Helping horses along


A horse named Robert Redford came into my life this past July. Red as I affectionately call him is a 17hh, chestnut Thoroughbred gelding that was practically given to me by a good client in Ocala.

Red was first introduced to me as a very challenging horse who had not done well in his previous training. He had proved difficult for the first two trainers that worked with him trying to get him started under saddle. When I met him he was still an overly sensitive and mostly un-safe horse to ride for the owner. Laura, the owner, had bred this horse from a lovely racing mare and grade stakes winning stallion. Red comes from an amazing lineage of top Thoroughbred racehorses, including Mr. Prospector as his grandfather. He is bred to race, but never even graduated his initial starting under saddle. Laura decided not to enter him into the racing world because she was concerned he would wind up being abused due to his temperament. Such a shame!

I adored this horse from the first moment I worked with him. He was riddled with talent that was all wadded up and stuffed inside him. I could see his frustration, his confusion and understood why he acted out so dramatically. I just “got him“. I tend to be a difficult chestnut mare myself! Once again, here was a talented, sensitive horse that was labeled “difficult“ this time by natural horsemanship trainers, and top level trainers at that! Some things just never change.

As Laura put it, Red took to my training “like a duck to water”. Red and I just got along and Red transformed into a calm, reliable riding horse for Laura. Because Red is too old to start racing now, his talents needed to be guided in another direction. When Laura needed to sell a few of her horses, she called me about Red and made me a deal I simply couldn’t refuse. Both she and I knew Red still had a big future in dressage or jumping. All that talent needed to go somewhere!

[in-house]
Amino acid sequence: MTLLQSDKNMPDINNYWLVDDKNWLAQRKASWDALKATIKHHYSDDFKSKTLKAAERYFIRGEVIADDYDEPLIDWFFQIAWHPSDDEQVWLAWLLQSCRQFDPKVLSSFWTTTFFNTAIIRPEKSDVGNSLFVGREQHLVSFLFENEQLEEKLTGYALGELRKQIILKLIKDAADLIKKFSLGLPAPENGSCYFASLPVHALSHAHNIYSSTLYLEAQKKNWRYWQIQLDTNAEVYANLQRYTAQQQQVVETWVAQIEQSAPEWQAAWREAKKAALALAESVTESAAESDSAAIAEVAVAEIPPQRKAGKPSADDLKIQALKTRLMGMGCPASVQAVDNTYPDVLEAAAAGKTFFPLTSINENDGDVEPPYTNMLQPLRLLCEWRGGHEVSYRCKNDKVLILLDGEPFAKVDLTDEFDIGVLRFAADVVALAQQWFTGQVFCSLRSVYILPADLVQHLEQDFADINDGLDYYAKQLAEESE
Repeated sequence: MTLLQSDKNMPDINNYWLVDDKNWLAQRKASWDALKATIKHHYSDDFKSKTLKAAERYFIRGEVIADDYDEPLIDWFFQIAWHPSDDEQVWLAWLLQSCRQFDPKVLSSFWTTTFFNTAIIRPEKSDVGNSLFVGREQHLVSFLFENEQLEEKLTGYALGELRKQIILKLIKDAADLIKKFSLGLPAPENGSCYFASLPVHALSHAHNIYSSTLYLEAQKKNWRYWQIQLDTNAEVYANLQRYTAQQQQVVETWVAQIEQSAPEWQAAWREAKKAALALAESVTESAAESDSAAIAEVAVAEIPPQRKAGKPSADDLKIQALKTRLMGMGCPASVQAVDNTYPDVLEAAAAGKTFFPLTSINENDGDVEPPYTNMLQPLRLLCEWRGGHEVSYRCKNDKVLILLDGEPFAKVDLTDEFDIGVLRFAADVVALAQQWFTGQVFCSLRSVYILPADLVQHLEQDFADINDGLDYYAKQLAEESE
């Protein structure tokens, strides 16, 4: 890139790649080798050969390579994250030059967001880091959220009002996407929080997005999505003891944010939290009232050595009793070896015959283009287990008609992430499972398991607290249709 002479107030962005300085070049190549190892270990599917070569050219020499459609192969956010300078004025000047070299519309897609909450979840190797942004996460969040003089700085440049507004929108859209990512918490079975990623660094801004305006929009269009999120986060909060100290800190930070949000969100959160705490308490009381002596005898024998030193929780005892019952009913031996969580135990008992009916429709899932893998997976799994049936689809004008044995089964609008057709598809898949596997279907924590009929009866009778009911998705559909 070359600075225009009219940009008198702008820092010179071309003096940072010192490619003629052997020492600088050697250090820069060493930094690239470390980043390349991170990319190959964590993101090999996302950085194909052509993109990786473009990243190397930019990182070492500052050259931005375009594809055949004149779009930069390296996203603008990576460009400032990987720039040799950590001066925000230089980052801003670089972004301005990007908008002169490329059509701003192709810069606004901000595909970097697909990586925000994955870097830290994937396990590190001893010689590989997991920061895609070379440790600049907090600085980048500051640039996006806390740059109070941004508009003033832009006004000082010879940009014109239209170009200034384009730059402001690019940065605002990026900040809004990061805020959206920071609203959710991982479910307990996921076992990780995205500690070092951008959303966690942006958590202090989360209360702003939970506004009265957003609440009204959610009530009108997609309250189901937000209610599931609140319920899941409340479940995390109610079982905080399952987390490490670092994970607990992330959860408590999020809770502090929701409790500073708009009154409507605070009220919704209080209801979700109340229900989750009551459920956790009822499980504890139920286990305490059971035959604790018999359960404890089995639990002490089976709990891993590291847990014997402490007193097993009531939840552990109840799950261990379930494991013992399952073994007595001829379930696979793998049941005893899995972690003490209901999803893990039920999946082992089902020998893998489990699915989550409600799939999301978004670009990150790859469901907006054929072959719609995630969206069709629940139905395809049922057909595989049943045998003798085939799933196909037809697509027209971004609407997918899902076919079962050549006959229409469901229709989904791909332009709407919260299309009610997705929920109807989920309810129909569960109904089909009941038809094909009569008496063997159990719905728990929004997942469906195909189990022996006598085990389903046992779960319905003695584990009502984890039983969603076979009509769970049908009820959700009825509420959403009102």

Red is a fourth horse for me, a financially daunting endeavor. Luckily one of my clients fell in love with him as much as I did. Alex, who is new to horses, wanted to work with Red. She agreed to go back through the process of groundwork and re-start him again under saddle with my guidance to make sure the two of them would be safe. Alex leases Red and has developed her own relationship with him. I think I may have lost my horse! Red couldn’t be happier and is proving to be a reliable, friendly and safe horse for Alex.

Nothing makes me happier than seeing Red turn around completely from “difficult to a fine horse” is a transition that makes my heart sing. Did I mention that Red is currently 11 years old? So, yes, new beginnings do come at every age! I still hope to take Red into the show ring one day, but his turnaround and his happiness make us feel like champions already.

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